ASM-PACE Gabon Case Study Report

ASM PACE Gabon StudyArtisanal and Small-Scale Mining (ASM) in Gabon is a long practiced but frequently informal activity that can play a significant role in local development. However, it can also have negative impacts on the environment due to the mining practices and the presence of human settlements in sensitive environments.

In Gabon, the environmental stakes are particularly high. Gabon has the highest forest cover as a proportion of national surface area of any African country- its pristine forests have brought attention from global conservation organizations, and it has been dubbed the ‘Green Heart of Africa’. Indeed, Gabon is home to five of the world’s 200 Global eco-regions, nine Ramsar-listed sites, one World Heritage Site, and WWF considers the whole country to be a conservation priority.

While artisanal and small-scale mining is frequently viewed with suspicion by those aiming to protect Gabon’s precious resources, there may be space for pragmatism. As showcased in other parts of the world, ASM can be done in a responsible manner, minimizing negative social and environmental impacts. These expectations are termed “Ecologically and Socio-Economically Responsive Artisanal and Small-scale Mining” (ESER-ASM) in this report.  Where ESER-ASM is achievable, it can be a desired economic activity contributing to income and local development, while irresponsible ASM is widely rejected by governments and the public.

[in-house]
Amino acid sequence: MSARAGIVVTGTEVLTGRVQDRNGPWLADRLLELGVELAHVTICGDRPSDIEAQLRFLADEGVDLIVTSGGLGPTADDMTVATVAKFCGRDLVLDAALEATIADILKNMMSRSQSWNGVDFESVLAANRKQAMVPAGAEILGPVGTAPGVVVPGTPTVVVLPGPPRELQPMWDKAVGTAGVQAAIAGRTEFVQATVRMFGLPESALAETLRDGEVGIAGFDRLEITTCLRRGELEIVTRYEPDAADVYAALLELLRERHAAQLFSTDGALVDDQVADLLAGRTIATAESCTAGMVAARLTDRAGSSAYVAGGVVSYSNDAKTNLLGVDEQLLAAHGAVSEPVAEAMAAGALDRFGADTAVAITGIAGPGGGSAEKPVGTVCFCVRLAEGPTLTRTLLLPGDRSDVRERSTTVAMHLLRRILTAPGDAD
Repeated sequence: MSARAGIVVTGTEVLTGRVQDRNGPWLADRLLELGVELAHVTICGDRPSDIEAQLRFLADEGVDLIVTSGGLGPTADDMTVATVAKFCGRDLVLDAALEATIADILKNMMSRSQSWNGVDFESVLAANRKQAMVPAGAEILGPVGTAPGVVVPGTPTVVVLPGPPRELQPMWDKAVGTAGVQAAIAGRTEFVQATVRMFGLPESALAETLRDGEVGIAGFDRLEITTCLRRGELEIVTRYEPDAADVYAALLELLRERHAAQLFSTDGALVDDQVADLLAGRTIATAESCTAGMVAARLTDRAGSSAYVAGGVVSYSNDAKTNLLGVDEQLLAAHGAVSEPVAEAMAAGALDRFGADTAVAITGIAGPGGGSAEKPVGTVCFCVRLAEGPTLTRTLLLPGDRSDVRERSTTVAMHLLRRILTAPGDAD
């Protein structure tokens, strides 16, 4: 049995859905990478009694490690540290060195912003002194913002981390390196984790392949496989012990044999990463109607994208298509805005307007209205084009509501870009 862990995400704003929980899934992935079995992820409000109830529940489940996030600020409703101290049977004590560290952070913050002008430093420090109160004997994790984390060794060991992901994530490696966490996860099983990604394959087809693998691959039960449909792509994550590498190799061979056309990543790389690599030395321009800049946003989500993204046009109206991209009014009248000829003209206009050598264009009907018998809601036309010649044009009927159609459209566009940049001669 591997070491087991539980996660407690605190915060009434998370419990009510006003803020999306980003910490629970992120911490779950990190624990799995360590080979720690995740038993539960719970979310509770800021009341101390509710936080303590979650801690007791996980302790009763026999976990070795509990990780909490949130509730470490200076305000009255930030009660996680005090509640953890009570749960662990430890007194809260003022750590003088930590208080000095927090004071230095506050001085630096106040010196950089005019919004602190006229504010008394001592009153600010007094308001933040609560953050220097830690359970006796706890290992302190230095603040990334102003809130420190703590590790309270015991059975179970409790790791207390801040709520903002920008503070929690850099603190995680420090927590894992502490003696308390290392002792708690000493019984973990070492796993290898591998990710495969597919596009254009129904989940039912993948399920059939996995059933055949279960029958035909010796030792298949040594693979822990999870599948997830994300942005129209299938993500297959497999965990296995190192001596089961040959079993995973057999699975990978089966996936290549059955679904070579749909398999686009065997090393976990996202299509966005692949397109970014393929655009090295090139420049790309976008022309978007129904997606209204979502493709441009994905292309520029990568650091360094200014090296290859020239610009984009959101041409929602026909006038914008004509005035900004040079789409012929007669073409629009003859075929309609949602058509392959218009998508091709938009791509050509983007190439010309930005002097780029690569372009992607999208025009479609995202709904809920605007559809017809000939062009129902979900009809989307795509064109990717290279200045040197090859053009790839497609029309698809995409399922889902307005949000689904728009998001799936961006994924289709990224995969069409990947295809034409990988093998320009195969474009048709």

The Gabonese government has expressed an interest in developing ASM in alignment with its ‘Green Gabon’ vision. This ASM-PACE report provides a situational analysis of Gabon’s ASM sector, with a focus on ASM in Protected Areas and Critical Ecosystems (PACE).  The report gauges to what degree ASM in Gabon is ecologically and socio-economically responsive and offers concrete steps to make it more so. Consideration is given to how and where the ASM is practiced, its legality, past efforts to make it more ESER, and other factors that determine the feasibility of incentivising more responsible ASM in Gabon, and in particular in protected areas and critical ecosystems. The report gives a general overview of ASM and conservation in Gabon, before presenting three case studies of ASM in PACE locations (Ndangui, Longo, and Minkébé).